Just 12 Christian Brothers have been convicted of child sex abuse despite allegations being made against 325 members of the order, a safeguarding audit has found.
The audit of the Christian Brothers shows that since 1975, 870 allegations of abuse have been made against 325 brothers.
All allegations have been reported to gardaí and the HSE, but just 50 of the brothers involved are still alive. One brother who is alleged to have carried out abuse is still in ministry; while 49 have retired; another 49 are out of ministry; and 145 have died. Just 12 brothers have been convicted.
According to the report: “The files read by the reviewers left them in no doubt that a great number of children were seriously abused by Brothers.”
It also said: “The number of convictions by the courts, compared to the numbers accused of child abuse, is significantly small.”
The Ryan Report had already uncovered the massive scale of abuse carried out by Christian Brothers but the audit published yesterday said that order had acknowledged the “inadequacy of their historical response” and had improved child protection structures throughout its ministries.
Of the 50 members against whom allegations have been made the audit report said it was “safer for children if those accused remain as part of a community and safety and support plans can be put in place”.
But Maeve Lewis, of One in Four, said the low rate of convictions for sex offences among dioceses and religious matched that in society and was “a huge challenge” for everyone.
The report also said the Brothers now report allegations promptly to the authorities and dealt closely with the gardaí and the HSE.
It found allegations notified to the Christian Brothers most often came through the alleged victim’s legal representative. It also found some confusion over the way files of complaints were maintained.
“It is unclear from some of the files when the Brother was removed from ministry; the process that led to the action; and the procedures in place regarding monitoring and review following the individual’s removal.”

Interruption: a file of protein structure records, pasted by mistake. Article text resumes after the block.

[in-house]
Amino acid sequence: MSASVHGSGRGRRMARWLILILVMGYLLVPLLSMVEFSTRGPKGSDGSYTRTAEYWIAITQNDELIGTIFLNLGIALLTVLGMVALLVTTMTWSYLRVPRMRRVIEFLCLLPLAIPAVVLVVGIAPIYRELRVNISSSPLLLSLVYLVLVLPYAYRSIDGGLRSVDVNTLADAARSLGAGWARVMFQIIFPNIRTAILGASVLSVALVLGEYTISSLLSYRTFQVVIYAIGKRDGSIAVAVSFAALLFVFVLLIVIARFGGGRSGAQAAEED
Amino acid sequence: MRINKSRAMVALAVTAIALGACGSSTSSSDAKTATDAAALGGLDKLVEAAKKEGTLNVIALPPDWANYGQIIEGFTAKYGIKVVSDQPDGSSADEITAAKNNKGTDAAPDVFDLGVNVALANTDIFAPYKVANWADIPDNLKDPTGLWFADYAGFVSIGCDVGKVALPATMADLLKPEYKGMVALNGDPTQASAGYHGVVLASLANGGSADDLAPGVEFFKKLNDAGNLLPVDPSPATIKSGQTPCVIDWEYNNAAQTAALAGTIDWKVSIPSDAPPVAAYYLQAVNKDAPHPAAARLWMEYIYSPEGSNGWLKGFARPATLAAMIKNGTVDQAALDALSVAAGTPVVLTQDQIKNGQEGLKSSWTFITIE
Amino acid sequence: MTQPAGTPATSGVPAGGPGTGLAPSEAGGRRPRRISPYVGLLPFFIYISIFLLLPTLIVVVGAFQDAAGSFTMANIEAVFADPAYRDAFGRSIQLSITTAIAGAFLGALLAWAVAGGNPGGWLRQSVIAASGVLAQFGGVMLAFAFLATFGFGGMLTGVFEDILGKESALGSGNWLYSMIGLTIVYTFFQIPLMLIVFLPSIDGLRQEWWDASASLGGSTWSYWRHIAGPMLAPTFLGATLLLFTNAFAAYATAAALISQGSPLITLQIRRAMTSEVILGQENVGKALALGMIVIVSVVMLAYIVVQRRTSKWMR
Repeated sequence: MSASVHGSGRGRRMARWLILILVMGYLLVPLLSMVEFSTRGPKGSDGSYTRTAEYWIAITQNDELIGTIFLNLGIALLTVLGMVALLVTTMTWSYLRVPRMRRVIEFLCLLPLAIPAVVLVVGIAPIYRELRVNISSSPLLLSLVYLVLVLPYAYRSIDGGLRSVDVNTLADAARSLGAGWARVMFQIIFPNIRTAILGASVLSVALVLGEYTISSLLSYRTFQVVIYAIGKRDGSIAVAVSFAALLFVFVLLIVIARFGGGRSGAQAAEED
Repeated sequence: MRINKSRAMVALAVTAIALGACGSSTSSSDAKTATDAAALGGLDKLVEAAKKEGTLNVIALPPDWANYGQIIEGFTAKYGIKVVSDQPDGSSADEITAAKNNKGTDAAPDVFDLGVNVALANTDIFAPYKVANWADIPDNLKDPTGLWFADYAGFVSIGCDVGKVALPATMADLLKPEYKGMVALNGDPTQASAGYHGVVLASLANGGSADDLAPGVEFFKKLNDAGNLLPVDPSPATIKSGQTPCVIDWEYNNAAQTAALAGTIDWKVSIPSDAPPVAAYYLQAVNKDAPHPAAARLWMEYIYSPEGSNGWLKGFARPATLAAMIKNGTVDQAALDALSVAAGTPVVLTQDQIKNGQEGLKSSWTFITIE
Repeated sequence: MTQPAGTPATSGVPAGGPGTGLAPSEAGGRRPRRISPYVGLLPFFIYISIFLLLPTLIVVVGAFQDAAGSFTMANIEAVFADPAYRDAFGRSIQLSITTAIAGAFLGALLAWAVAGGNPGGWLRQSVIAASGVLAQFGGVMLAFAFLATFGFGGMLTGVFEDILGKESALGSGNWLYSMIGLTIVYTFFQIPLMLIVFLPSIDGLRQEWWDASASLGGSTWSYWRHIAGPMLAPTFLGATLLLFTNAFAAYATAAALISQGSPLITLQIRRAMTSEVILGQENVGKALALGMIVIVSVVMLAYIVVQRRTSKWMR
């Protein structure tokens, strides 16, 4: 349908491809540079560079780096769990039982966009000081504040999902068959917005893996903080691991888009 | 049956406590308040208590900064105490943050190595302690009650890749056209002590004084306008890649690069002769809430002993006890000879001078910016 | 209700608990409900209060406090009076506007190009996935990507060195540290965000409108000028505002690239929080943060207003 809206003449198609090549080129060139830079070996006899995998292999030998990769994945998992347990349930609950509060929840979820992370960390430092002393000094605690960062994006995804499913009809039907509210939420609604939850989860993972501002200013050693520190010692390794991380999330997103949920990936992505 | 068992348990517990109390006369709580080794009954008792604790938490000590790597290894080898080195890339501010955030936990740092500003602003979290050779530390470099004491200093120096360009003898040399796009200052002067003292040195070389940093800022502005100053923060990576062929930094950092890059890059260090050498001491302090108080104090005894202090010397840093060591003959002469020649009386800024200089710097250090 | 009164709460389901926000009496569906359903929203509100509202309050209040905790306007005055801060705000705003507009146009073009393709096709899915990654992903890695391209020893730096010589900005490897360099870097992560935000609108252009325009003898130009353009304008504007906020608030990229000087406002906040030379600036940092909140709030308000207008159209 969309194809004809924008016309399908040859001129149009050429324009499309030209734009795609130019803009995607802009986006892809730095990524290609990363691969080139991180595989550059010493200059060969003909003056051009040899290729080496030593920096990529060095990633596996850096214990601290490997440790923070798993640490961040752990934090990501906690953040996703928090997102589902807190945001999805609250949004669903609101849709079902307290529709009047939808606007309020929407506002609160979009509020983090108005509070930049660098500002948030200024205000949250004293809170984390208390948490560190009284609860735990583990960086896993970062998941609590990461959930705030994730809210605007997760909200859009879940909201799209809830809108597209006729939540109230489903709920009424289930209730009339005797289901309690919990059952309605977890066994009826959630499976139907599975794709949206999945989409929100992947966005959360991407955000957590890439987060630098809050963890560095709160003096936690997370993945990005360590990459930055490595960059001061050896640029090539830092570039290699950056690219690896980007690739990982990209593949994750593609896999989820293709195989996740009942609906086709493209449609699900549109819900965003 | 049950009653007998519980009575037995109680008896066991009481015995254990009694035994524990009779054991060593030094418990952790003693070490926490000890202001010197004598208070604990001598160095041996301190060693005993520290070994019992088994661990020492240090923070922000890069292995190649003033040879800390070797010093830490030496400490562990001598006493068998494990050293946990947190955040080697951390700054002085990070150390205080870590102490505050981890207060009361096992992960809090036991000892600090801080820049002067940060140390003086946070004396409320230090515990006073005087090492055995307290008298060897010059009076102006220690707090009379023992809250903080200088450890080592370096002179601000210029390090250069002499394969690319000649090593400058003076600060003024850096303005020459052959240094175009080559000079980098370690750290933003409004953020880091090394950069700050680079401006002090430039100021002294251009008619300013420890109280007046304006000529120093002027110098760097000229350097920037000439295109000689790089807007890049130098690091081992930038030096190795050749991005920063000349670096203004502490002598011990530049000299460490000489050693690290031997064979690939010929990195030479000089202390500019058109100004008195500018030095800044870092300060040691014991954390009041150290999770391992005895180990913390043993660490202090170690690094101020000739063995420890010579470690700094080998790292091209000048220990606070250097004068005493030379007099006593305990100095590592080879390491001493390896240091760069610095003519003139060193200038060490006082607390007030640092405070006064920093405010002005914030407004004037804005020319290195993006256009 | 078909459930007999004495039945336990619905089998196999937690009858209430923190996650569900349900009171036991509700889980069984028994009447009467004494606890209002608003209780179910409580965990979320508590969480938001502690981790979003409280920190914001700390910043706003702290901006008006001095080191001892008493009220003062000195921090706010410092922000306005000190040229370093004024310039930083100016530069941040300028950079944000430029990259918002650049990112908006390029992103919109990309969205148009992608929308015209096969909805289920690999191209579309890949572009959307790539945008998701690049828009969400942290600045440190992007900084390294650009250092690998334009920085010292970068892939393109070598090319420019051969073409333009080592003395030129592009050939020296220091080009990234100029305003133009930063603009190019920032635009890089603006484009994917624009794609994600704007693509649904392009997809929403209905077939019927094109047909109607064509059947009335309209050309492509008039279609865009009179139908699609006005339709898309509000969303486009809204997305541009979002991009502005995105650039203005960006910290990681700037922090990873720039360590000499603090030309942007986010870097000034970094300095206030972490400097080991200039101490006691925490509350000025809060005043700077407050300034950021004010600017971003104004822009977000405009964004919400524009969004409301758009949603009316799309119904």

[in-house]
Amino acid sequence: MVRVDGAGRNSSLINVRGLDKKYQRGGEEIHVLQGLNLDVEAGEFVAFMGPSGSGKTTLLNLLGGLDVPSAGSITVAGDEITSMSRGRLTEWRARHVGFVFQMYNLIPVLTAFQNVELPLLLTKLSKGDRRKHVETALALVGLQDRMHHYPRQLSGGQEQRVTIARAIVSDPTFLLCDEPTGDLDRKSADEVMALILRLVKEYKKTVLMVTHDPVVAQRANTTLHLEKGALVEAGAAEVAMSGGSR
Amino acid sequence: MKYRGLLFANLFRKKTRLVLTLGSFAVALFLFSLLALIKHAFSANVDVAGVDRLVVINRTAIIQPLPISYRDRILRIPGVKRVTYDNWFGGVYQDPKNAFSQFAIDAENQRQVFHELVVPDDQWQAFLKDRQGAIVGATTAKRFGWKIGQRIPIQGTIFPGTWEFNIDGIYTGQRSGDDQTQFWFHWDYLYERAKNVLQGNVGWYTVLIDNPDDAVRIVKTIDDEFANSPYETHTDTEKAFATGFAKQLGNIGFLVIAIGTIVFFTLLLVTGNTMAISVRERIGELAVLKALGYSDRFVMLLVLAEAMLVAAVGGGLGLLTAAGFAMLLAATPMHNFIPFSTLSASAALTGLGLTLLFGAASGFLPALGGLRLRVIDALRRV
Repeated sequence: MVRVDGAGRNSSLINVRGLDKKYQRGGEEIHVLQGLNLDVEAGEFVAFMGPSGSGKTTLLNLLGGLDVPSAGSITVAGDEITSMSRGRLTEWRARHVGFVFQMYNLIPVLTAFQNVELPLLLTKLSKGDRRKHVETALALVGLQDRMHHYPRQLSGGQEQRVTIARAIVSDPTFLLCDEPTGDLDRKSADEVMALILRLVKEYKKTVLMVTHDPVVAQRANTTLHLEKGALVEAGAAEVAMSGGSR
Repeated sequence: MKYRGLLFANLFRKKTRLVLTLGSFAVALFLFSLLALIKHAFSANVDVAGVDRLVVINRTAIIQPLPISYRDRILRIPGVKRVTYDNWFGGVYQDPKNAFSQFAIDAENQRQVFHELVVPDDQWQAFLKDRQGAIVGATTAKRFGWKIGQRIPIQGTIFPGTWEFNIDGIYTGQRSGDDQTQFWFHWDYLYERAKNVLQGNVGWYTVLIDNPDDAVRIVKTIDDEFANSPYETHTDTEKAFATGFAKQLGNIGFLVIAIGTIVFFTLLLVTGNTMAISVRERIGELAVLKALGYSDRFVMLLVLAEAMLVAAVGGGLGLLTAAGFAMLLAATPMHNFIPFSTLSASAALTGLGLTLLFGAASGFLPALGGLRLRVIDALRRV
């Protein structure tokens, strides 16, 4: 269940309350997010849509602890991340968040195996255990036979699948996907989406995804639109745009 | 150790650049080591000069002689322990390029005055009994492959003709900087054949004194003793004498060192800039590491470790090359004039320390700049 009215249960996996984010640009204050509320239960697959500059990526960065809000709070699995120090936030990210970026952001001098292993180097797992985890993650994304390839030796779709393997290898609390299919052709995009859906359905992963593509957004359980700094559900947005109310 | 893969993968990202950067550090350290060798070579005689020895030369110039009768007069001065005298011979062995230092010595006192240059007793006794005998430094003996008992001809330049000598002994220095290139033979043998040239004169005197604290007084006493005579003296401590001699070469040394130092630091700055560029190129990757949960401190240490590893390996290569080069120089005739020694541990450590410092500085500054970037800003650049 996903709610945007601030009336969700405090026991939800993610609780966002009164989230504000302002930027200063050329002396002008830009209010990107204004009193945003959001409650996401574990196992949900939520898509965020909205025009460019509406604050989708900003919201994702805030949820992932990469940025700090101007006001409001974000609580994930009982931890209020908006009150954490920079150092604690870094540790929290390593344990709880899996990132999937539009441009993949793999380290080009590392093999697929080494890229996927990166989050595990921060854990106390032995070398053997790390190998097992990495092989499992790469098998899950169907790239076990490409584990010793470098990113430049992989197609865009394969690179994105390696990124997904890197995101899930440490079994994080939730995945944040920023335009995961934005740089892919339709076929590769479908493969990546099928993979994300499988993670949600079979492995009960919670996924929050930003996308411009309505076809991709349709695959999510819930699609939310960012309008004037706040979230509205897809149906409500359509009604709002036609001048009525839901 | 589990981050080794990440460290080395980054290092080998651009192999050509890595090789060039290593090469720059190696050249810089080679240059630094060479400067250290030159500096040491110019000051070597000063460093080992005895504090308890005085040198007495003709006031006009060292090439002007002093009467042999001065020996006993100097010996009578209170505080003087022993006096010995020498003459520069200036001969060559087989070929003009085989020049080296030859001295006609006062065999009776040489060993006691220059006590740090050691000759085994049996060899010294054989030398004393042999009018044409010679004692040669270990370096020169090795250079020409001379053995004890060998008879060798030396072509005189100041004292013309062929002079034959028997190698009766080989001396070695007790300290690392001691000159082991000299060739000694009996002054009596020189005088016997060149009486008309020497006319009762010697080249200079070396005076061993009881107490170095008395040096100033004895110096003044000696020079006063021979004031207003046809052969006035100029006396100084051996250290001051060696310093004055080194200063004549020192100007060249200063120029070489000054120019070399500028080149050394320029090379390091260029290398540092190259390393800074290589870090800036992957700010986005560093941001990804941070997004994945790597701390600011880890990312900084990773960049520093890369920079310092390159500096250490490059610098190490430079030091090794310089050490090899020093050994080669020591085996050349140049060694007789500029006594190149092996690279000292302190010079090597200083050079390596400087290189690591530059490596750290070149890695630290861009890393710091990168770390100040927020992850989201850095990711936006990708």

There were also no records of preliminary investigations on files, often in cases of no criminal prosecution, meaning reviewers felt the alleged perpetrator was often “in a limbo situation”.
It also urged the Christian Brothers to consider reviewing their response to victims, in consultation with victims or victim groups, and develop a strategy which sets out the support options for complainants.
In a statement the Christian Brothers’ Province Leadership Team said: “We want to learn from the mistakes of the past and to create a safe environment for all children and young adults. By developing robust child protection measures and inviting the national board to independently assess these, we aim to continuously enhance child protection safeguards so that the mistakes of the past may never be repeated.
“The congregation accepts in full the national board’s recommendations on how to further enhance safeguarding measures. Half of the board’s recommendations have already been implemented or are nearing completion and work on the remaining elements is underway.”
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